I have no interest in this monitor, other than it being a neat demo.

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8 hours ago, MageTank said:

I am gonna need you to cite some sources on this, because this is plagued with misinformation and an overall poor understanding of how the eye processes motion. Lets take a look at an actual study on this: https://azretina.sites.arizona.edu/node/837

 

The entire problem is that the eye is analog, and trying to measure it in "FPS" or "Hz" is the same problem as the nyquist theorm. Yes, most people aren't really notice anything over 60hz, and most people aren't going to hear much above 22khz, yet for reasons often on digital side (eg mixing) we do 16bit-44khz or 120hz refresh rates because that covers enough of the margin of error in the analog side. Yet you will have audiophiles who insist on 24bit-96khz, and that's the same argument being presented with 144hz, 240hz, 360hz, etc. Remember "60hz" is because of the power standard in north america, back with CRT monitors. That's the only reason 60hz exists at all.

 

But here's the kicker, on a CRT I can see the flicker at 60hz. I can't at 90hz. I can also hear the full 20hz-20khz audio range, but keep having arguments with people who insist you can't. Yet, https://en.wikipedia.org/wiki/The_Mosquito and various kinds of electronic dog whistles I have been able to hear. Though maybe "hear" is probably the wrong word, "feel in the ear" is more like it.

 

The entire problem with saying "you can't see X fps" is that it assumes everyone is the same. Someone who has grown up with high refresh rate monitors will not want to go back to a low refresh rate one. Just like someone who listens to 24bit/96khz audio won't go back to 16-bit/44khz because there is a perceptible difference even if the difference is largely the sound card DAC behaving differently rather than any additional fidelity.

 

8 hours ago, MageTank said:

To each their own, I suppose. If my old man eyes can easily tell the difference between 60 and 120, I'll pay that premium for my pleasure, lol. If you want to put yourself at a competitive disadvantage, I certainly won't stop you.

You aren't at a competitive disadvantage with a 60hz monitor. TN panels suck, they're dim and make everything look like there is a grey film over it.

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54 minutes ago, Kisai said:

You aren't at a competitive disadvantage with a 60hz monitor.

Can't believe I'm reading this but here we are

-sigh- feeling like I'm being too negative lately

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If I wanted to use a TN panel monitor, I'd go dust off my circa-2007 square Acer. The fact that we haven't moved past TN panels is absolutely ridiculous to me.

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1 hour ago, Moonzy said:

Can't believe I'm reading this but here we are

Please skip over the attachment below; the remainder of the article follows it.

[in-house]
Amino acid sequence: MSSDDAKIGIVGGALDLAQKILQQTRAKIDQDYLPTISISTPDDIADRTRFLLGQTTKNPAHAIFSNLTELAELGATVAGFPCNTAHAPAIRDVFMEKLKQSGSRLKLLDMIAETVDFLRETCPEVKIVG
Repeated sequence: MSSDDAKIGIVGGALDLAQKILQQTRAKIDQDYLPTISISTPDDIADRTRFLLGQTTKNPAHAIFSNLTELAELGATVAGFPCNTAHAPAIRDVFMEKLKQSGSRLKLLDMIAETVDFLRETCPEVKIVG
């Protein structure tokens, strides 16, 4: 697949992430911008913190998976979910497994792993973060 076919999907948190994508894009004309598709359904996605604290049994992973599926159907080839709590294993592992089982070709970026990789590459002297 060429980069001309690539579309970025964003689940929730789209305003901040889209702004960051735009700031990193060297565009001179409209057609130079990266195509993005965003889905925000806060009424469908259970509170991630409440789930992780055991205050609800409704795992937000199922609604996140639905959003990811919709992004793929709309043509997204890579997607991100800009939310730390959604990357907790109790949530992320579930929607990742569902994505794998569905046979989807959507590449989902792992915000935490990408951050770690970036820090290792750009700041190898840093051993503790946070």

Cause it's not the monitor, it's the game timing loop and netcode, which is often well below 60hz anyway.

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11 hours ago, Kisai said:

Your eye perceives motion at 15fps

15 FPS is stuttery and feels sluggish...

My comfort zone is at 45-75 Hz.

1 hour ago, Kisai said:

You aren't at a competitive disadvantage with a 60hz monitor. TN panels suck, they're dim and make everything look like there is a grey film over it.

More frames + Hz = more information through your eyes for your brain to react faster

Though too much of it can give you a headache.

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16 minutes ago, Kisai said:

Cause it's not the monitor, it's the game timing loop and netcode, which is often well below 60hz anyway.

I am a game dev so....

Both of them don't limit the framerate of the game and the refresh rate of your monitor,

So it doesn't matter here....

So you can have high refresh rate monitor and high FPS so your eyes can perceive information from the monitor as quickly as possible improving your reaction time.

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wonder how that went, rip TN and 500hurtz. hz'ing back into the future

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11 minutes ago, Vishera said:

I am a game dev so....

Both of them don't limit the framerate of the game and the refresh rate of your monitor,

So it doesn't matter here....

So you can have high refresh rate monitor and high FPS so your eyes can perceive information from the monitor as quickly as possible improving your reaction time.

I sincerely doubt the command lists are being pushed 500 times per second even in the best designed games. In fact most games built in Unity just burn more GPU and CPU cycles with higher refresh rates with a negative return on playability and system performance.

 

We're constantly telling people to lock Unity games at 60hz if they are going to stream them because it otherwise breaks the stream.

 

And as I said, you're not going to be having a "500fps" game experience if the netcode is locked to 200ms. It's a known thing in pretty much every game that relying on the game client to be honest is a mistake. So you're doing something wrong if you're accepting 500 packets per second from a game client when you're accepting 2-15 from everyone else. You are not at a competative advantage with a higher refresh rate monitor, and if by some reason you are, the game is fundamentally broken if you can just cheat with vsync off.